A Diamond’s Eye View of the World

a multi-faceted look at the middle east, and the middle west

hot bars of the late 1960s

Posted by adiamondinsunlight on January 5, 2008

Last night I found myself sitting in a hotel lounge bar overlooking part of Beirut with some friends.

You know what bar I’d really like to go to? H asked. The one at the St. George Hotel.

The rest of us looked at him quizzically.

The St. George Hotel that’s closed? F asked.

Well, yes. As it turned out, the bar H wanted to try was the St. George Hotel bar of pre-1975 Beirut, full of glamour and shady business deals.

I hadn’t heard of it, but I did a little research and yes, it must have been quite a scene.

Here’s how my copy of Travel Lebanon described it in 1965:

For a lively cocktail hour, the bar of the St. George Hotel is tops. Men of hte press and VIPs are its habitues. (A local quip says, “If you want to hear the latest rumor, or to start one, go to the St. George”. Undoubtedly, many a ‘hot’ story has been written from here).

I bet. And here’s how the region’s early-2000s ubiquitous journalist, Neil MacFarquar, described it in an April 2001 piece for the New York Times, after it had become the victim of Solidere’s eminent domain privileges:

The St. George used to be one of those legendary hotels that was just too fabulous.

On any given day before civil war broke out in 1975 you might run into movie stars (Liz and Dick reportedly kept a suite there); oil tycoons on the scale of J. Paul Getty; notorious spies like double agent Kim Philby or all manner of Arab royalty, dealers in dubious antiquities and foreign correspondents. (O.K., so maybe the latter weren’t fabulous, but at least they lent atmosphere.)

The place was Beirut incarnate. Business deals covering the entire Middle East turned on handshakes offered across the bar, while the terrace view encapsulated the country’s renowned tourist mantra: you could watch skiers slalom down Mount Lebanon or swimmers frolic in the azure Mediterranean. On particularly blessed spring days people did both.

Today, the St. George remains something of a symbol of what Beirut became. It is a gutted, blackened wreck. The last guests fled in bulletproof limousines with gunfire thudding around them. During the infamous ”War of the Hotels” in late 1976 — when various militias commandeered prime waterfront towers — the St. George went up in flames.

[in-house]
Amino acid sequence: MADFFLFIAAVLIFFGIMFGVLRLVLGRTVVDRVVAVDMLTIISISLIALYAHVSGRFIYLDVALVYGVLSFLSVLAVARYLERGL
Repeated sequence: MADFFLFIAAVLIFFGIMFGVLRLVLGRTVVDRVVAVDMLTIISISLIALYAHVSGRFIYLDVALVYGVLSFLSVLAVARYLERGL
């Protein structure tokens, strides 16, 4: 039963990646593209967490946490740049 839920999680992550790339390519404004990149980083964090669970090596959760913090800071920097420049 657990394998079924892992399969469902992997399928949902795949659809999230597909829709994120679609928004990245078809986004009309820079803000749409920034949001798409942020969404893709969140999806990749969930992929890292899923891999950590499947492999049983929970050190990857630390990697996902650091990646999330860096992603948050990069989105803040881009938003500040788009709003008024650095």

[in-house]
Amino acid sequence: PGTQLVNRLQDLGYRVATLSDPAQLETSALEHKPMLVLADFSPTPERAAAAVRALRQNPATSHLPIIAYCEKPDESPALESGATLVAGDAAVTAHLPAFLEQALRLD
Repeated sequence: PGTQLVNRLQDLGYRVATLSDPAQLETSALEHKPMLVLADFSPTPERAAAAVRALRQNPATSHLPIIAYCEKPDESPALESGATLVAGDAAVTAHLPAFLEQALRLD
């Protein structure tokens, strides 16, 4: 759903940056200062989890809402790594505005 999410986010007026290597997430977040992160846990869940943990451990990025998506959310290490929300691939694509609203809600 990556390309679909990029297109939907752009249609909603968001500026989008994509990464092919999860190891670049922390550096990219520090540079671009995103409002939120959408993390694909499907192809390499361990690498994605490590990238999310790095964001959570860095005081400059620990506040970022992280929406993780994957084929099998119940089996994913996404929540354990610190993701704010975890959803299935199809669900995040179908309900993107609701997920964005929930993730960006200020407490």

The Lebanese have been mourning their golden age ever since, dreaming they could resurrect it when the civil war petered out in 1990. But Beirut’s once fabled city center, now partly rebuilt in grand style, remains more populated with ghosts than people.

Problems plaguing its rebirth vary from the lack of regional stability to ferocious real estate battles that picked up where the War of the Hotels ended. Most of all, perhaps, Lebanon has not quite grappled with the reality that the rest of the Arab world moved on.

”This city is never going to play the same role it did in the prewar period, but we keep trying to make a repeat performance,” said Elias S. Saba, one owner of the late Holiday Inn, another hotel the world watched burn. ”They were exceptionally good years, but they are not coming back.”

In its ”Paris of the Middle East” phase, Beirut was the only city in the region offering a full spectrum of services like banks, medical centers, universities, ports, aircraft maintenance, fine restaurants and brothels.

Lebanese intermediaries introduced Westerners promoting airplanes or Coca-Cola to Arabs evading their provincial, oppressive capitals, and everyone minted money.

During the war years, however, glorified villages like Amman, in Jordan, and Dubai, in the United Arab Emirates, sprouted into full-blown cities with similar facilities. Furthermore, a Persian Gulf outpost like Dubai suffers little risk of Israel bombing its electricity grid into oblivion, a periodic drawback to Beirut.

”The Syrian-Israeli conflict still has a buffer zone called Lebanon,” said Constantin Doumani, a businessman with offices in downtown Beirut who thinks the Lebanese government gambled too much on an elusive Middle East peace.

The main vehicle for rebuilding Beirut’s business hub is a private company called Solidere. It was founded by Rafiq Hariri, Lebanon’s prime minister and a billionaire developer, after he first became prime minister in 1992. (He remains among its largest shareholders, owning at least 7 percent.)

Using its powers of eminent domain, the government seized downtown Beirut — some 230 acres — and handed it to Solidere. Initial appraisals put the land value at $1.17 billion, but waterfront landfill being created from a huge wartime garbage dump should add 155 more acres.

The deal was stunning in its gargantuan scale — the sanctity of real estate being about the one thing members of all 17 or so religious sects in Lebanon can agree on.